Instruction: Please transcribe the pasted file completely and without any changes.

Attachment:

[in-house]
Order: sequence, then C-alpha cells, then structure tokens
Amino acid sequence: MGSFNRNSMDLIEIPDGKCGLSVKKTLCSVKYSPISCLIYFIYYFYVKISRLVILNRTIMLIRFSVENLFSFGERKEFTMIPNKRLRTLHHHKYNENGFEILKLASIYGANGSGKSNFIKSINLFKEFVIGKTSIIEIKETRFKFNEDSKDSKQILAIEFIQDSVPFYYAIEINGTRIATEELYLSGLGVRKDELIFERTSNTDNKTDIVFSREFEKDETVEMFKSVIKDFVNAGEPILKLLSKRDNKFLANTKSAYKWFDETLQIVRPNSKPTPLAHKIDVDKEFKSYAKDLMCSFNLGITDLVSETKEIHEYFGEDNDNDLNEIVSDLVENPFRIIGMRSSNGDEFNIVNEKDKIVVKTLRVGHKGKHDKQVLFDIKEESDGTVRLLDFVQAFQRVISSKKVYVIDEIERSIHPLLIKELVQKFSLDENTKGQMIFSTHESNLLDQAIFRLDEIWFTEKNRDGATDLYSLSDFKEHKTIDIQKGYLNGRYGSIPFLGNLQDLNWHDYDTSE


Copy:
[in-house]
Order: sequence, then C-alpha cells, then structure tokens
Amino acid sequence: MGSFNRNSMDLIEIPDGKCGLSVKKTLCSVKYSPISCLIYFIYYFYVKISRLVILNRTIMLIRFSVENLFSFGERKEFTMIPNKRLRTLHHHKYNENGFEILKLASIYGANGSGKSNFIKSINLFKEFVIGKTSIIEIKETRFKFNEDSKDSKQILAIEFIQDSVPFYYAIEINGTRIATEELYLSGLGVRKDELIFERTSNTDNKTDIVFSREFEKDETVEMFKSVIKDFVNAGEPILKLLSKRDNKFLANTKSAYKWFDETLQIVRPNSKPTPLAHKIDVDKEFKSYAKDLMCSFNLGITDLVSETKEIHEYFGEDNDNDLNEIVSDLVENPFRIIGMRSSNGDEFNIVNEKDKIVVKTLRVGHKGKHDKQVLFDIKEESDGTVRLLDFVQAFQRVISSKKVYVIDEIERSIHPLLIKELVQKFSLDENTKGQMIFSTHESNLLDQAIFRLDEIWFTEKNRDGATDLYSLSDFKEHKTIDIQKGYLNGRYGSIPFLGNLQDLNWHDYDTSE